Wednesday, June 20, 2007



Diversity and inclusion is a key business imperative for any organization. The rich tapestry of our society reflects the diverse nature of our global business. In our setting it is essential that we understand the cultures, customs, and communities of our children.

In our efforts to create and develop champions to advocate for and nurture social justice issues, inter-culturalism, and ethical citizenship, we look to the workplace as the strongest leverage point for the efficacy of our work. Workplace diversity is not only a wellspring for organizational creativity, energy and innovation. It is the foremost potential source for the autonomous critical thinking and civic toleration skills that are vital to both businesses and the societies we live within. Globalization is proving to be a two-edged sword. The cutting edge benefits of lower-priced, high quality products and broader options for materials and resources are counter-pointed with the ragged edge of relentless disenchantment and increased anxieties brought about by being required to exist in an incessantly shifting landscape with a constantly expanding world of faces, voices, and ideas.

Educational and socialization processes, largely designed for a less precarious, more homogeneous world that is fast disappearing, fail to equip the vast majority with effective skills in confronting this disenchantment and anxiety constructively. This failure leads to renewed conflicts as issues of citizenship and justice become distorted. Once students leave formal schooling, where do most adults turn to improve upon and increase understanding and intercultural interaction skills? Work is the primary venue where adults spend most of their out-of-home lives. Work is where socialization and education continues after primary schooling. The pursuit of voice, communicative competencies, and constitutional citizenship skills grounded in ethics and justice has become critical. Crucially, there is a disheartening inadequacy in the resources, tools, advice, and literature available to those internal and external professionals who are struggling with these new and increasingly complex diversity and cultural issues as they arise in the workplace and in society.

In spite of vast strides made within many companies, problems and difficulties arising from diversity among the employee population continue to trouble numerous firms, including several who have been recognized for their commitment to creating a diverse workplace. In many organizations, diversity efforts are only beginning to focus beyond the most prevalent concentration on issues of race and gender to include other aspects of identity such as sexual orientation, age, management styles, and physical differences, much less the more complicated issues emerging today. And yet, things appear to be getting even more complicated. As we move further into the 21st century, we are seeing previously latent aspects of employee identity such as language, ethnic assertiveness, xenophobia and religious fundamentalism become more visible and more vocal. With issues from multimillion dollar lawsuits to persistent marginalization and fragmentation unabated, it is clear that we have far to go before all of the potential benefits of a truly inclusive organization can be realized by the vast majority of businesses, and hence to the societies that we work and live within.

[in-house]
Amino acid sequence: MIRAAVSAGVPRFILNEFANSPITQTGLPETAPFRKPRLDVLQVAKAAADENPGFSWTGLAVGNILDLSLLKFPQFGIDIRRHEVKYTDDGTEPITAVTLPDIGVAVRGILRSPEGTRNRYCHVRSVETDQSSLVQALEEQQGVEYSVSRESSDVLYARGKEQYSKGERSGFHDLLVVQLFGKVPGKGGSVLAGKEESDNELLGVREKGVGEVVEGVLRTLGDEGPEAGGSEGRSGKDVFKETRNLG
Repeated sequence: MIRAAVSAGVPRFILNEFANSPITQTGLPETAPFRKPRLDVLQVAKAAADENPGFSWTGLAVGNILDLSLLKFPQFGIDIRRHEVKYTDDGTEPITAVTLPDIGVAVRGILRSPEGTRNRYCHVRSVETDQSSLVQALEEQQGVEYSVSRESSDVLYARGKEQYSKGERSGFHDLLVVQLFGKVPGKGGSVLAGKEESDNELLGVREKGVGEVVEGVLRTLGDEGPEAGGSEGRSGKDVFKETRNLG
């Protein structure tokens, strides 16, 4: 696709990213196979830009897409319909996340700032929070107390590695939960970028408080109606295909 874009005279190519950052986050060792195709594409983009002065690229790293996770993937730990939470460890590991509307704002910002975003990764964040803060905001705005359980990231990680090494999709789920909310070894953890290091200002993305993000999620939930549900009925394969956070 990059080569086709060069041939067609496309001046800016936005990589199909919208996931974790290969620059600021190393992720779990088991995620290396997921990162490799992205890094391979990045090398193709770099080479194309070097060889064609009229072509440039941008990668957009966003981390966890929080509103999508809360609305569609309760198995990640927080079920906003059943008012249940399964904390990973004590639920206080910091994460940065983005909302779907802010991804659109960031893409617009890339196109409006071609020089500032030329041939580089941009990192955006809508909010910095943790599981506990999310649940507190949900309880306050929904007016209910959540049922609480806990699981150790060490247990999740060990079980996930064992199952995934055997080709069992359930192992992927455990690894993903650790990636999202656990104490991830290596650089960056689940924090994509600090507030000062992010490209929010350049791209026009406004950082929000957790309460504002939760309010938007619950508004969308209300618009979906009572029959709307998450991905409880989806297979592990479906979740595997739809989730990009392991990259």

It is imperative that we move beyond the civil rights model of oppressor-oppressed to embrace pluralism informed by a relevant ethical framework. Therefore, my aim would be to educate, train, and certify a new generation of diversity, intercultural, and multicultural champions. I would provide practitioners with an alternative source of education, certification, and collaboration for their diversity and intercultural praxis such that workplace and societal issues of ethics, justice, pluralism, humanism, identity, autonomy, and dialogue, including communicative competencies, are made central. This alternative source would entail advocating a socially responsible stakeholder balance between employee autonomy and customer, supplier, financial, and community responsibilities. I would also provide orientations that would involve the latest theory informing the best practice methods directed at workplace intercultural social justice and intercultural dialogue.

1 comment:

Frank Watkins said...

The heart and mind are very important in a leader’s ethical decision making process both personal and professional. As a leader I must strive to be ethical in all my decision making whether at work or within my family or social environment. Ethics do not take a break. Ethics is a way of figuring out what we should do when faced with a problem. It consists of those morals and values that we hold dearly, and speaks volumes of who we are, and what we expect from others. It also provides continuity in making decisions.

As a leader, I see value added in myself through virtue because it leads to strengthening of honesty, integrity, independence, productiveness, justice, and pride in individuals. These elements become essential in personal and professional growth in trusting my actions as a leader; the acceptance of responsibility for those actions; and judging others through standards that are based on rational reasons. Applying these to everyday life assist me acting in the same ethical manner regardless of the different situations I must face in my various roles.

Forgetting the thinking process that keeps us align with our values can cause us to become ineffective as a leader and lose the trust we seek to obtain from others personally and professional. Therefore, as I see it, being open-heartedness is a foundation to ethical leadership as it helps to establish a link to our actions in public as well as in private.